Jimmy 1This is somewhat a mini personal student guide of ways to enhance your overall experience in Palma from my perspective. Also this is somewhat a way where I can live vicariously through you all. Jaja! (haha in Spanish Messenger (you’ll see)).  What is mentioned below and in my next blog posts are personal recommendations and advice that I believe will be of great use to you in creating an experience that when you leave Palma, you are completely satisfied and regretless of how you spent your once in a life time experience, living the dream. I hope it helps and if you have any questions, feel free to contact me through my email. I wish you all the best of luck.


Jimmy 3What you must do before all is set your goals of what you truly want out of this experience. For me, it was undoubtedly to have a lot of fun. But also personally, it was to really learn Spanish, integrate myself into the culture by becoming a local, and to find non-American friends. All easier said than done. I arrived in Mallorca with a pretty low level of Spanish. It was so much easier to hang out with all your American friends because not only do you all speak English but also because you are all on the same boat and can relate with each other’s experiences. Naturally you will bond with each other because of that which is great, but if you get too close with only hanging out with your own program, you will miss a HUGE aspect of this experience.

That leads me to tell you about ERASMUS. But before that, I want to re-mention it, figure out your GOALS. I mean, what you truly want to do and experience. Every week think about accomplishing them. Personally, I came back feeling like a native, improving my Spanish immensely, and having tons of Spanish and European friends. 


Jimmy 5What is this? Our program had 9 students. At the end I ended up truly being close friends with only one of the nine. That is because I integrated myself into the ERASMUS program. It is the European studying abroad program with a set of about 80 kids from all over EUROPE and the world whom are all studying abroad like yourself. We are talking about Argentina, Mexico, Bulgaria, Italy, Germany, Romania, Greece, you name it, and you can find it. Antonia the Resident Director will set you up in the beginning with a couple of events where you can meet ERAMUS. GO GO GO! No matter how big of a “Resaca” you have, how early it is, how much it costs, GO! You will meet so many kids around the world and really create a group of friends like you’ve never had before. This ERASMUS group usually has a facebook group so join it! When someone posts, meet at Bar Atlantico at 10PM Thursday, or Cala Mayor 3PM Saturday, GO GO GO! I cannot stress it enough how you must attend all ERASMUS unofficial events throughout the semester. This is a KEY aspect of your experience. Meet them, exchange phone numbers and become friends.


I miss the Spanish lifestyle that I left back in Palma, by Brandon L. Kramer (alumni)

Brandon kramer


Name: Brandon L. Kramer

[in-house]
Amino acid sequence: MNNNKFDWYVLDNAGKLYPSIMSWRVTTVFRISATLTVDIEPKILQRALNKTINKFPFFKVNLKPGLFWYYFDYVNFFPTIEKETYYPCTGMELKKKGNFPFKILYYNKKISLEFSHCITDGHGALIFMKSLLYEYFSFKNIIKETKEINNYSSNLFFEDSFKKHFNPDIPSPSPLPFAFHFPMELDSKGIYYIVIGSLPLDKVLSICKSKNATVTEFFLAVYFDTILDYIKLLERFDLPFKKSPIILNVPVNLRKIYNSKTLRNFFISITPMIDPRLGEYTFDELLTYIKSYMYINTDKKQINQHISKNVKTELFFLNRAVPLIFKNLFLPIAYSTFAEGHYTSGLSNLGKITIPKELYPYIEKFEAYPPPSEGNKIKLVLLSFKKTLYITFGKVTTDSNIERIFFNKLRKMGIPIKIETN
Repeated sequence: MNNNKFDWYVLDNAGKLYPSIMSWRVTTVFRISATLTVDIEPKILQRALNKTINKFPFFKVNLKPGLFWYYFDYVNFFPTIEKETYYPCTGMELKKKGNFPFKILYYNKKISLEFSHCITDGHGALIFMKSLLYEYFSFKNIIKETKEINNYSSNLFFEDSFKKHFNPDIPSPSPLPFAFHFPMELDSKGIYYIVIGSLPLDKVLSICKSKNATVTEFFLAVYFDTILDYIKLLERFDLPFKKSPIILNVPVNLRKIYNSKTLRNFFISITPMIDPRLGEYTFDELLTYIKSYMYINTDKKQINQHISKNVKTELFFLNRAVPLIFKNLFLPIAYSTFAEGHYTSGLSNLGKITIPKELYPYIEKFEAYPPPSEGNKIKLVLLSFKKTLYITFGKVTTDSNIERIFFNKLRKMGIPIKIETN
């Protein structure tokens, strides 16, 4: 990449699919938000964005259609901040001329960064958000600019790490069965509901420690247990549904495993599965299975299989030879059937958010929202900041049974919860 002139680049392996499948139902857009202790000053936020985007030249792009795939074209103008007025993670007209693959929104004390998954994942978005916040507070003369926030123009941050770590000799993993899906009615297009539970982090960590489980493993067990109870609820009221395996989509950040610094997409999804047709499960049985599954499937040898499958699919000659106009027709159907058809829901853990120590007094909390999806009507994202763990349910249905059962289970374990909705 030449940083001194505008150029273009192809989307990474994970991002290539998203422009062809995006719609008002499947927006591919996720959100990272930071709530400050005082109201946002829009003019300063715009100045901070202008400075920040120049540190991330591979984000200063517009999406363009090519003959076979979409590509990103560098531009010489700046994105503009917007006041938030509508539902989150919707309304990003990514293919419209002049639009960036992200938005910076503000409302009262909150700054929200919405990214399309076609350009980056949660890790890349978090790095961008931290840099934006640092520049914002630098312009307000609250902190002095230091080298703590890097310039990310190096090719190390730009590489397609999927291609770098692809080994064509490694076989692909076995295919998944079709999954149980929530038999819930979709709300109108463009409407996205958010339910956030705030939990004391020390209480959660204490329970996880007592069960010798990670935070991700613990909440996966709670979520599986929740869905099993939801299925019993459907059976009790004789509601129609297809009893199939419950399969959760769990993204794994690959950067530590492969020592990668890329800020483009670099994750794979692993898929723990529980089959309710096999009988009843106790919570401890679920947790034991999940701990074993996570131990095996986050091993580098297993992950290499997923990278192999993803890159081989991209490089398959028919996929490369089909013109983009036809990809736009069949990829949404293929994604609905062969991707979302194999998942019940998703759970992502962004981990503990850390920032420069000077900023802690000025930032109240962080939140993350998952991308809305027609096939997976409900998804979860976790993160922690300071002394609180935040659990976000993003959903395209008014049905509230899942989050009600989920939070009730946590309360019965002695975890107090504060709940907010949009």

Semester: Spring 2009

Program: Liberal Arts

School: University of Iowa


Imagen 124

(cafetería de la UIB con mis amigos)

Imagen 117Studying abroad has been the best experience of my life up to this point. Having the chance to live and learn in Palma de Mallorca, Spain for four months was more prosperous than I could have ever hoped. When I stumbled off the plane in early February, I had come with high expectations of acquiring Spanish proficiency and experiencing something completely different from the little town in Iowa that I grown up in. Hombre, did I underestimate what Palma had to offer! The program offered my classmates and me with incredible opportunities for classes both through CIEE and the Universitat de les Illes Baleares. The professors were extremely knowledgeable and always ready to lend a helping hand whether it was related to school or personal matters. My classmates and I could always count on Antonia, Susan, and the rest of the equipo de CIEE to be our home away from home, which is a much needed relief when you enter the “alternative dimension” of going abroad.


Grupo en Plaza de EspañaEven when I was outside of school I was provided with wonderful experiences. I acquired several friends through my philosophy classes, as well as around the various barrios of Palma, whom I spent time learning about culture, perspective, and la vida mallorquina. In addition, my home stay worked out great. My family had so much affection for me. Whether it was lending a hand with my language skills, cooking tasty Spanish dishes, or giving me general advise about what to do around the city, they were always there for me! The best part is that even now, over a year later, these relationships are still budding as we continue to converse about our travels, fútbol, school, and life. Although I was definitely challenged, I couldn’t emphasize enough how rewarding it is to understand Spanish now, and how often I am able to utilize it in my everyday life. I have connected with so many Spanish speakers since my time in Mallorca, and I have to attribute those relationships to the skills that this program helped me develop.



I couldn’t tell you how much I miss the Spanish lifestyle that I left back in Palma. Though I hate to be cliché: You just don’t get sick of studying abroad on an island in the middle of the Mediterranean. ¡Disfruta la vida de Palma!

  Cala varques